By Allison Wedell Schumacher
If you’re a parent or early childhood educator, you don’t need me to tell you that every child is different, meaning behavior that signifies a problem in one child may signify absolutely nothing in another. Is she suddenly refusing to eat green beans, which were her favorite food up until last week? Maybe she’s coming down with the stomach flu or some terrible allergy. Or, maybe her best friend at preschool told her green beans are what vegetarian zombies eat and no normal person should touch them (yes, I’ve actually heard this one).
Nobody Knows Them Better
Vegetarian zombies notwithstanding, my point is that although this blog post is about recognizing signs of abuse in young children, what it’s really about is recognizing signs of abuse in your young child. And since no one knows your young child better than you do, no one else is better qualified to recognize a red flag than you.
Depending on your temperament, this could get you dangerously close to paranoia. Believe me, I get it. I slept (although “worried” is probably a more accurate verb) on the floor beside my daughter’s crib when, as an infant, she got her first cold. That kind of paranoia is not what I’m hoping to invoke here, which is why, before I provide you with a list of possible signs and symptoms to keep an eye out for, I’m going to tell you the single best way to find out what’s going on in your child’s life.
Sorry. It’s not a magic bullet. You had probably already guessed it, but it’s so unbelievably important it bears constant reiteration: The key to keeping children safe is talking with them.
This actually comes in two parts, especially for young children:
- Keeping the lines of communication open.
- Giving children the vocabulary to tell you something if they need to.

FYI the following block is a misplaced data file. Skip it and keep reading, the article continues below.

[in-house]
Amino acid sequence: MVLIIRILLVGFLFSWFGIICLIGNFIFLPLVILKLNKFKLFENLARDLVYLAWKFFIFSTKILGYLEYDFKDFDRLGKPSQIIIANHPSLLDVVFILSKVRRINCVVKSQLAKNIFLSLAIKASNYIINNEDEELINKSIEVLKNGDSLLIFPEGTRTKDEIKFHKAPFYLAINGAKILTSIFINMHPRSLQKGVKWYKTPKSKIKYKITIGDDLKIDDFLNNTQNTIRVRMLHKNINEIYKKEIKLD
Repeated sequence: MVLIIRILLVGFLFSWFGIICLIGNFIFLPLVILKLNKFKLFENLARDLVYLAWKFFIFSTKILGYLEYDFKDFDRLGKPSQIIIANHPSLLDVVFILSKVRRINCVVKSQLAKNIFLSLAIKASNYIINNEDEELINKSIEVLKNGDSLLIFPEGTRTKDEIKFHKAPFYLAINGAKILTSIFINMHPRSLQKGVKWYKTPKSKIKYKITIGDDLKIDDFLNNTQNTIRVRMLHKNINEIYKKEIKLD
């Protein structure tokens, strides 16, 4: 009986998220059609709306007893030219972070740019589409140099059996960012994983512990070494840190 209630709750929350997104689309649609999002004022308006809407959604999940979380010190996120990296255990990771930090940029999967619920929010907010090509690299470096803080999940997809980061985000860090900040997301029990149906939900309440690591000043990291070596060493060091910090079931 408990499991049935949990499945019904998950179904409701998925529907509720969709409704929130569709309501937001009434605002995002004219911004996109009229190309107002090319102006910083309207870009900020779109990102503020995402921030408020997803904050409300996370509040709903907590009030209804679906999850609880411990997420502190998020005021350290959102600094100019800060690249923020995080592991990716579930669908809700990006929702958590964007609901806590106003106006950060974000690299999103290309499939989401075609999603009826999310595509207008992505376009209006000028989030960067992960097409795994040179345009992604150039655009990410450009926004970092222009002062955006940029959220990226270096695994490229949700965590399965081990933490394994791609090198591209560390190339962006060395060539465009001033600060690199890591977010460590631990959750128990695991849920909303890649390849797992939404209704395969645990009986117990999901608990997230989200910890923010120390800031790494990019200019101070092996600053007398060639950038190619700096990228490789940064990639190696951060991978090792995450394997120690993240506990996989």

Part 1: We’re Listening
My husband and I have personally found that the best way to keep the lines of communication open with our daughter is to make it clear to her that we’re listening to all the trivial, unimportant stuff (“Tara’s mom bought her new Sketchers, but she doesn’t like the color so she’s not gonna wear them!”). That way, she knows she can tell us the important stuff as well (“Miss Mindy gave us a big secret and told us not to tell,” after a small heart attack, I calmly confirmed that the secret was not a touching secret or anything that could hurt my daughter. It turned out to be a secret art project she was making for her dad and me for Christmas. We then had a long talk about the difference between secrets and surprises.)
Part 2: The Right Words
Studies show that sometimes the reason young children often don’t disclose sexual abuse is because they don’t have the vocabulary to do so. This is why it’s important that young children know, for example, the correct words for their private body parts. Having these conversions frequently makes them less uncomfortable and less stigmatized.
Now that we’ve talked about talking, let’s talk about symptoms that could signify abuse in younger children. Below is a summary of signs of abuse enumerated in a Committee for Children article on the same subject, which is part of a greater suite of short videos and articles all about how to talk to your child in ways that can keep him or her safe from sexual abuse. If you see these symptoms, talk to your child about them. If they persist, discuss them with your doctor or the counselor at your child’s school.
Here are some examples of behavioral signs to watch out for that could indicate your child has experienced abuse or some other trauma or stressor:
- Pretending to be younger or expressing a desire to be younger
- Sudden fear at being with a certain person or certain type of person (men with beards, for example)
- Change in attitude toward touching (not wanting hugs, for example)
- Sexual content in play or drawings
- Anxiety, anger, or depression
Similarly, there are certain physical signs that could indicate sexual abuse or other trauma for your child:
- Change in appetite
- Change in sleep habits
- Soiling or wetting clothes and/or bed
- Pain or itching in genital area
Take a Deep Breath
None of us wants to imagine our child experiencing something so awful and traumatic as sexual abuse. For me, that makes it tempting to stick my head in the sand and pretend it’s not going to happen at all. But I know it’s a very real danger, and the best way to avoid it is to talk about it with my child. And if the worst does happen, I want to know the signs so that I can get help for her immediately and make sure it stops.
Allison Wedell Schumacher is a freelance writer, editor, and mom whose diverse work focuses on child abuse prevention, bullying prevention, social-emotional learning, fitness, and theater/acting. She is the author of Shaking Hands with Shakespeare: A Teenager’s Guide to Reading and Performing the Bard (Simon and Schuster, 2004), and her work has been featured here and at babycenter.com, MomsRising.org, and Committee for Children. You can find her on LinkedIn.
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